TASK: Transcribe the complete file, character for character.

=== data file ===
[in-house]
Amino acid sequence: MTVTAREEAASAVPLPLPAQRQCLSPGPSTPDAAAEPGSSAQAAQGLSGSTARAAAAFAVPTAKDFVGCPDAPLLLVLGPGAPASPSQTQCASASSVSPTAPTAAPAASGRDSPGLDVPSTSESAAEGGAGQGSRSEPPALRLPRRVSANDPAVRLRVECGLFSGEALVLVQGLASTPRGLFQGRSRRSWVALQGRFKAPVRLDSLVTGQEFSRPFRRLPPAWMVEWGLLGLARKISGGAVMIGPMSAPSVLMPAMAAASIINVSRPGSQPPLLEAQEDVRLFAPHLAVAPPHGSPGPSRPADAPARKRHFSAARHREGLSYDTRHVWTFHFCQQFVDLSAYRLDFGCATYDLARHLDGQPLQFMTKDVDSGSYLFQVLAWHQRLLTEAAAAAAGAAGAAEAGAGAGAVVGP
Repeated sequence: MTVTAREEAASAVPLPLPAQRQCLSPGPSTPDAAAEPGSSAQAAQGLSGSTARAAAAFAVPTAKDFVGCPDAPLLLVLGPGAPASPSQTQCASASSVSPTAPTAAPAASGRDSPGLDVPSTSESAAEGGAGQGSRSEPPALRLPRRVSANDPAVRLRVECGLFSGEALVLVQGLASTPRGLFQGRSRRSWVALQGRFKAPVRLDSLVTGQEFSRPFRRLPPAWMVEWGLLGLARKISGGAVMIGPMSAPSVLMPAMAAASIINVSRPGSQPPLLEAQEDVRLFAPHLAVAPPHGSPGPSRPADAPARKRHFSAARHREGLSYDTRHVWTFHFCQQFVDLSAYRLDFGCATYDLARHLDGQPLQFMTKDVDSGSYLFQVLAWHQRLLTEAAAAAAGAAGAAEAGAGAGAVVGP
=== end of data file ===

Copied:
[in-house]
Amino acid sequence: MTVTAREEAASAVPLPLPAQRQCLSPGPSTPDAAAEPGSSAQAAQGLSGSTARAAAAFAVPTAKDFVGCPDAPLLLVLGPGAPASPSQTQCASASSVSPTAPTAAPAASGRDSPGLDVPSTSESAAEGGAGQGSRSEPPALRLPRRVSANDPAVRLRVECGLFSGEALVLVQGLASTPRGLFQGRSRRSWVALQGRFKAPVRLDSLVTGQEFSRPFRRLPPAWMVEWGLLGLARKISGGAVMIGPMSAPSVLMPAMAAASIINVSRPGSQPPLLEAQEDVRLFAPHLAVAPPHGSPGPSRPADAPARKRHFSAARHREGLSYDTRHVWTFHFCQQFVDLSAYRLDFGCATYDLARHLDGQPLQFMTKDVDSGSYLFQVLAWHQRLLTEAAAAAAGAAGAAEAGAGAGAVVGP
Repeated sequence: MTVTAREEAASAVPLPLPAQRQCLSPGPSTPDAAAEPGSSAQAAQGLSGSTARAAAAFAVPTAKDFVGCPDAPLLLVLGPGAPASPSQTQCASASSVSPTAPTAAPAASGRDSPGLDVPSTSESAAEGGAGQGSRSEPPALRLPRRVSANDPAVRLRVECGLFSGEALVLVQGLASTPRGLFQGRSRRSWVALQGRFKAPVRLDSLVTGQEFSRPFRRLPPAWMVEWGLLGLARKISGGAVMIGPMSAPSVLMPAMAAASIINVSRPGSQPPLLEAQEDVRLFAPHLAVAPPHGSPGPSRPADAPARKRHFSAARHREGLSYDTRHVWTFHFCQQFVDLSAYRLDFGCATYDLARHLDGQPLQFMTKDVDSGSYLFQVLAWHQRLLTEAAAAAAGAAGAAEAGAGAGAVVGP